The original health requirement gave only one option: remove or abandon the old tank. It had to be pumped out, cleaned with bleach, and filled with sand, all subject to their approval, within 90 days.
So Wagner became a pioneer in the battle to make cisterns a workable option. He applied to the health department for a variance. He says residents who have done their own conversions pay around $300 to $400 in costs, while having a contractor do it can cost $1,200 to $1,500.
Long-term savings offset those costs as “free” cistern water replaces piped-in aqueduct water, which will carry dual costs for both water and sewer service once the new sewer system is online. The initial septic-to-cistern conversion will cost more than merely abandoning the septic tank, but monthly savings should more than make up the difference over time.
The FKAA is working with the South Florida Water Management District to secure a grant to help fund construction of residential cisterns and septic-to-cistern conversions.
What’s the price tag?
According to Hammerstrom, “The cost of the storage portion of a new cistern is roughly a dollar a gallon. There are fixed costs associated with gutters, downspouts, pumps, plumbing, filters (if desired) and fixtures. The range of those costs can run from the simplest of non-potable systems that use existing gutters and downspout and is gravity fed through a hose bib at minimal cost, to a fully integrated system used within one’s home or business that included food-grade components and high-end purification.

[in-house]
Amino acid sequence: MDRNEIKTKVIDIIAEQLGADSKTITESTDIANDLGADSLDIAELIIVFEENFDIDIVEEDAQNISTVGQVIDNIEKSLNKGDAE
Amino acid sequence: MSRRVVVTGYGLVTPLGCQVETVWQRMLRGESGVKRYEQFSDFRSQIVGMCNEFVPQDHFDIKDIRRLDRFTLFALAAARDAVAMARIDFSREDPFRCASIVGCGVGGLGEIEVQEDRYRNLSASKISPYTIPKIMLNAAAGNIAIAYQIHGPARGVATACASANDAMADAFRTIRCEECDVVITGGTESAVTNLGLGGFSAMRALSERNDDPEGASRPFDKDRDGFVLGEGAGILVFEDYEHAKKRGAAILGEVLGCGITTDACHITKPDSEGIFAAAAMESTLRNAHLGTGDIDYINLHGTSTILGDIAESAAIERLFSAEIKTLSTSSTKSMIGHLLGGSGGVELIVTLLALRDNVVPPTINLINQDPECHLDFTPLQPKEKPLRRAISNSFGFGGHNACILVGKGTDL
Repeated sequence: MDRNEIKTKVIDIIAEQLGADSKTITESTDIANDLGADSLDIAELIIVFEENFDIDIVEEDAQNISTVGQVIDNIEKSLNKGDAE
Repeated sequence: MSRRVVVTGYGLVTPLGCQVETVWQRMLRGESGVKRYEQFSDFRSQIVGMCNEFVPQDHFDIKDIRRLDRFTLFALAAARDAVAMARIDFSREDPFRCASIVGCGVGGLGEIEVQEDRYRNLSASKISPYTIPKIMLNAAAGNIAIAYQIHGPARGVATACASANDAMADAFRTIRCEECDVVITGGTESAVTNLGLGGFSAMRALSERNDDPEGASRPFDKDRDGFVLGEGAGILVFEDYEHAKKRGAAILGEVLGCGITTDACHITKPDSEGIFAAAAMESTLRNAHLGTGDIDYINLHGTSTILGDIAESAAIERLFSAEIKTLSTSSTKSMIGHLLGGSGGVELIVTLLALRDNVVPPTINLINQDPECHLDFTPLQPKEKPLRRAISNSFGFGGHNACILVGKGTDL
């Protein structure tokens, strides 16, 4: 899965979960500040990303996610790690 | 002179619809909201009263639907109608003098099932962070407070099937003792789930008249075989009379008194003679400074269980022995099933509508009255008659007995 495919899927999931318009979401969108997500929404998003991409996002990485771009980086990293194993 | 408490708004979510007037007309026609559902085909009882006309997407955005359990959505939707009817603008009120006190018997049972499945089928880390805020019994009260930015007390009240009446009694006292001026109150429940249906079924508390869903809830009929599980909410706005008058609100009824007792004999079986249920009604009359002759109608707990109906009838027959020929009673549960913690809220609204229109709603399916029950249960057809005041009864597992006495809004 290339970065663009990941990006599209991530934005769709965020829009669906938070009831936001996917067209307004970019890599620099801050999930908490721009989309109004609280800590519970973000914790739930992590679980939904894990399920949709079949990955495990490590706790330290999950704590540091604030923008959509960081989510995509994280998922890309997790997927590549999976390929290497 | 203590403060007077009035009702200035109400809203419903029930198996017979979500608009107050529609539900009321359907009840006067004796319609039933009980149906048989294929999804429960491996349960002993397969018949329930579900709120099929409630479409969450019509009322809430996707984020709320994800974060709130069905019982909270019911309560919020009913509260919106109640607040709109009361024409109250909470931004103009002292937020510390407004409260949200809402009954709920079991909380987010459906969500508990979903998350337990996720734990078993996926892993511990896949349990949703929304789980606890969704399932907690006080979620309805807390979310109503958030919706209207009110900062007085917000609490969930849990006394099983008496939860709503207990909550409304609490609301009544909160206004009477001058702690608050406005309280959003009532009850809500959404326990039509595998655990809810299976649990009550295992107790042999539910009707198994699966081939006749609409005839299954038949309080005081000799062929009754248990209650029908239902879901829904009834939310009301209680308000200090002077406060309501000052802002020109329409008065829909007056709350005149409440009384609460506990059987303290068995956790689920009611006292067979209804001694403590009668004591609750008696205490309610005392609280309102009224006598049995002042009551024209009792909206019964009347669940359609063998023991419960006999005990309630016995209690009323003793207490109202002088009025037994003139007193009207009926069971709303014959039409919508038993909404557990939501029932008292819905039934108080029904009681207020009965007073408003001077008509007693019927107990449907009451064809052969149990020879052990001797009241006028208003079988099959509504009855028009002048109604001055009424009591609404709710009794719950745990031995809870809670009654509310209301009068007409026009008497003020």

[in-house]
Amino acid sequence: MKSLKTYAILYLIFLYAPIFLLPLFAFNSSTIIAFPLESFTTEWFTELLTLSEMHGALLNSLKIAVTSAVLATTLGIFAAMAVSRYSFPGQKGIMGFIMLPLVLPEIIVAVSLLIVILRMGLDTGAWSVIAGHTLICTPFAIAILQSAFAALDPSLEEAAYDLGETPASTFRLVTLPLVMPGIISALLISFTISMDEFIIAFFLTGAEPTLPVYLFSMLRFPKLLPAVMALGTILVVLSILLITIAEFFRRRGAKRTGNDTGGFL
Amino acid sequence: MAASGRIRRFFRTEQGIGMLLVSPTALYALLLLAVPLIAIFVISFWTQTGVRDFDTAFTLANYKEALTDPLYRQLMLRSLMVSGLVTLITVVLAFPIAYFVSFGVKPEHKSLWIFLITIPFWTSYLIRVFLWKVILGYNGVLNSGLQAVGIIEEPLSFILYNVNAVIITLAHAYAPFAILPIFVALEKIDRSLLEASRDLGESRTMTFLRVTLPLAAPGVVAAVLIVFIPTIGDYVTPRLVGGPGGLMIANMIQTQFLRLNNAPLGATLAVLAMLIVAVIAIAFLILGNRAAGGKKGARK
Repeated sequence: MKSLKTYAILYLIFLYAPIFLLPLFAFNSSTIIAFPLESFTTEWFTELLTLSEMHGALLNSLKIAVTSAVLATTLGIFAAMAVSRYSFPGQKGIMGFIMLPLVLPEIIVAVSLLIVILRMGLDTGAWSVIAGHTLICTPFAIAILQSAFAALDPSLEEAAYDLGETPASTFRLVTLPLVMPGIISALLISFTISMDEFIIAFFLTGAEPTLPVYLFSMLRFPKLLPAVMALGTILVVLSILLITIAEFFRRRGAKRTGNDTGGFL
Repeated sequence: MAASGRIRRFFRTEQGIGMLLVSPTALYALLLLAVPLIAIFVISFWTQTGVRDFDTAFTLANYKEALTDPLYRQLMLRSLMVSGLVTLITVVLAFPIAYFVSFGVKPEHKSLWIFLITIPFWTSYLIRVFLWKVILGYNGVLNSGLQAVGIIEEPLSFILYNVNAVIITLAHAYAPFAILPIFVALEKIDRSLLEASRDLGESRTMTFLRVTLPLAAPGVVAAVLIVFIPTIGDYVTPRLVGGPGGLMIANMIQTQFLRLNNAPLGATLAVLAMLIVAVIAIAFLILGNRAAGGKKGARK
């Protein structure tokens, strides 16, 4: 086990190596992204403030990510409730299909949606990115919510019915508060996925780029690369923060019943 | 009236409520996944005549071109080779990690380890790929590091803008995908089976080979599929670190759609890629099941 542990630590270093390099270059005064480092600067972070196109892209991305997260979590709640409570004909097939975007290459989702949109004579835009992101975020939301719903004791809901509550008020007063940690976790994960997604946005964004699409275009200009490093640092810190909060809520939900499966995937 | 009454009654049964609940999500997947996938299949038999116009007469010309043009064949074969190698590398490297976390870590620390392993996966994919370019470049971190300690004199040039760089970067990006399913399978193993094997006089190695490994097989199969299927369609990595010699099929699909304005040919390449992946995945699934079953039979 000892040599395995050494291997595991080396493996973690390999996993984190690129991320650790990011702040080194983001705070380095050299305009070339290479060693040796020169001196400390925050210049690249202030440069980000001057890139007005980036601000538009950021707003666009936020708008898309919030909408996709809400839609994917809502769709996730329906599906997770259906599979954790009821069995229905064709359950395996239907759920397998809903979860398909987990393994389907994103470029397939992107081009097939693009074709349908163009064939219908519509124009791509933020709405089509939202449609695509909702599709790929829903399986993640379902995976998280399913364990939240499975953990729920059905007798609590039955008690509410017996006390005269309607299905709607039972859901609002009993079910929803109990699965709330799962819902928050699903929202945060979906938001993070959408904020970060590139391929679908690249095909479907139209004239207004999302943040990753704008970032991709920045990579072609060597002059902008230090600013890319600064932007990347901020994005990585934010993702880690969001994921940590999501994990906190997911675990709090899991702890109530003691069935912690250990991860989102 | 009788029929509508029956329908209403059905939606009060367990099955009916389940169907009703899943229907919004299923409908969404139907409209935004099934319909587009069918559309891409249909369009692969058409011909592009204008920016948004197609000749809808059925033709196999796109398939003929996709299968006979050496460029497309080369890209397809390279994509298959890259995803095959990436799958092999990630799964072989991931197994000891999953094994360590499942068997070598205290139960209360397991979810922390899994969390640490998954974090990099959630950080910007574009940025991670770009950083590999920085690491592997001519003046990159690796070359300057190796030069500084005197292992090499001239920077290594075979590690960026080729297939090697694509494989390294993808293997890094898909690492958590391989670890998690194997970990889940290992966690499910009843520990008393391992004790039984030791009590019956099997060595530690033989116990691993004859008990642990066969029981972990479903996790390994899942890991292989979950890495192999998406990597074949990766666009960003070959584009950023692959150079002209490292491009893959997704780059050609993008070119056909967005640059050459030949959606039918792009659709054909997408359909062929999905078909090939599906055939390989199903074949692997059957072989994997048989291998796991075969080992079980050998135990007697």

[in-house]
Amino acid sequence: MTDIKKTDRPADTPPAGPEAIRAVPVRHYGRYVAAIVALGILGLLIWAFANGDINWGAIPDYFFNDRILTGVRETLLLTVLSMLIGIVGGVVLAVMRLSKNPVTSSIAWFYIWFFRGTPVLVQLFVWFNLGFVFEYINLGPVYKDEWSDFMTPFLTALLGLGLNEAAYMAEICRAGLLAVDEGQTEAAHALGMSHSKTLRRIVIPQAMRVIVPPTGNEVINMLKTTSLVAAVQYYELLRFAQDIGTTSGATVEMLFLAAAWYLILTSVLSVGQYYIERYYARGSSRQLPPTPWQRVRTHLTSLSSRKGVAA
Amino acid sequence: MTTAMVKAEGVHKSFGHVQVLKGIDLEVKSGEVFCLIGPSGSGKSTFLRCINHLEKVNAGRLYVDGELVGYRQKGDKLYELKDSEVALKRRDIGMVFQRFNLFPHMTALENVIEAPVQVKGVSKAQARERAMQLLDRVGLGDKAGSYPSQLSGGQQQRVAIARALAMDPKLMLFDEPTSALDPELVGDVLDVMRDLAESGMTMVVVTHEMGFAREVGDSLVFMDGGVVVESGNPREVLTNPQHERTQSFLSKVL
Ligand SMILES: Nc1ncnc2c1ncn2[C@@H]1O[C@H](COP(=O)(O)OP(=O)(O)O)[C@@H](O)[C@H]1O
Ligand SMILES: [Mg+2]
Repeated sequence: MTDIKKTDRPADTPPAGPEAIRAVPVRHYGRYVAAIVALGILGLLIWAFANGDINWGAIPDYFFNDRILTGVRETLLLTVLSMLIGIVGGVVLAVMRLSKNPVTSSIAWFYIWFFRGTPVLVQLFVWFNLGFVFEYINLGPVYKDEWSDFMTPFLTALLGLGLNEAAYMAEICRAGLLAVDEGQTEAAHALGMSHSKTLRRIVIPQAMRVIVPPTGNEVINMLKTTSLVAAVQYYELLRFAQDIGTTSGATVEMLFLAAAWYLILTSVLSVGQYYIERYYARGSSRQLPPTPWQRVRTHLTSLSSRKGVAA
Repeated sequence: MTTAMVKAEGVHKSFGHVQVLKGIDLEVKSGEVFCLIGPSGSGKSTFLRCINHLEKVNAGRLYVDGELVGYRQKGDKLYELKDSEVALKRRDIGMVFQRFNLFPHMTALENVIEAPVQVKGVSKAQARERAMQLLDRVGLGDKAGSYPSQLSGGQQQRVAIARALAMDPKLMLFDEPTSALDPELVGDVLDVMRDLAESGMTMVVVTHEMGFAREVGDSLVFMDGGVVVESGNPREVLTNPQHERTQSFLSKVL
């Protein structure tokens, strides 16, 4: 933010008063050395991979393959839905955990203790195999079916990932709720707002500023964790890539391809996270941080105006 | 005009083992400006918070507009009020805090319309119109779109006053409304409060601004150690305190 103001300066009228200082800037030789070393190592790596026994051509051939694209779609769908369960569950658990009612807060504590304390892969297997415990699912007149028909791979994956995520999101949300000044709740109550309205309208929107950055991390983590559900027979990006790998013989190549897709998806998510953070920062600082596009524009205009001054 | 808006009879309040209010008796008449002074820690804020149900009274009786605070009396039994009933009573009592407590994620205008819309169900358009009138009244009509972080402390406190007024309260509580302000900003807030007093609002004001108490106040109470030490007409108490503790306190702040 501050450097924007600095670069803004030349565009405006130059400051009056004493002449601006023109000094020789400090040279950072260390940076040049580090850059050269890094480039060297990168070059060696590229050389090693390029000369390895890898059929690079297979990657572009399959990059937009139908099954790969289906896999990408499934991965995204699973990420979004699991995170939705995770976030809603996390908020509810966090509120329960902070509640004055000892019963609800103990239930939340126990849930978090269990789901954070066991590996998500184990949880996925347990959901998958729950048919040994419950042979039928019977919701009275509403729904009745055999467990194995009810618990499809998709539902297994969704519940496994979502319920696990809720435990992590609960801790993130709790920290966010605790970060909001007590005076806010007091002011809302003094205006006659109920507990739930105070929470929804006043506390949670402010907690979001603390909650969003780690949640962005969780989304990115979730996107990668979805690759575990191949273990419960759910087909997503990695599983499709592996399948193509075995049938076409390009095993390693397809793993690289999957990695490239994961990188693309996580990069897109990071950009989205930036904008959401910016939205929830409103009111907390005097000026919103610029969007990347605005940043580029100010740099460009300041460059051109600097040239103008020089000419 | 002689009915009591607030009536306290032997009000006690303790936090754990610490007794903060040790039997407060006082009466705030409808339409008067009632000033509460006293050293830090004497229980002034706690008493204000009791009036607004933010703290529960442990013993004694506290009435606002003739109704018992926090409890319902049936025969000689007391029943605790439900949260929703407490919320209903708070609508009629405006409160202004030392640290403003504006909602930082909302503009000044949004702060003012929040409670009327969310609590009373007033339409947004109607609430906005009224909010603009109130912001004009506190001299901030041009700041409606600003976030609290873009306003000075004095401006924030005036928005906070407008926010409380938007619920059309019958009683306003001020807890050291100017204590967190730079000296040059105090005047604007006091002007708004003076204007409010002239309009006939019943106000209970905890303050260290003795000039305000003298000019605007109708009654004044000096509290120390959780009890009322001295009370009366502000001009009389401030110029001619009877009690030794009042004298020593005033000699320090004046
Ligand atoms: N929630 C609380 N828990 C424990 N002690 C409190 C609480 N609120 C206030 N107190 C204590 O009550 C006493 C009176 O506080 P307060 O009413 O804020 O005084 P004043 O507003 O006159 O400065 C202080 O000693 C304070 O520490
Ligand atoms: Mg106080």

“For the high-end cost, I’d estimate the cost of the components to be perhaps $2,000 fixed cost with an additional $250 per year to replace filters and other consumables (like the ultraviolet light in my system). The cost to install would vary widely with one of the variables being whether it is new construction or retrofitted.”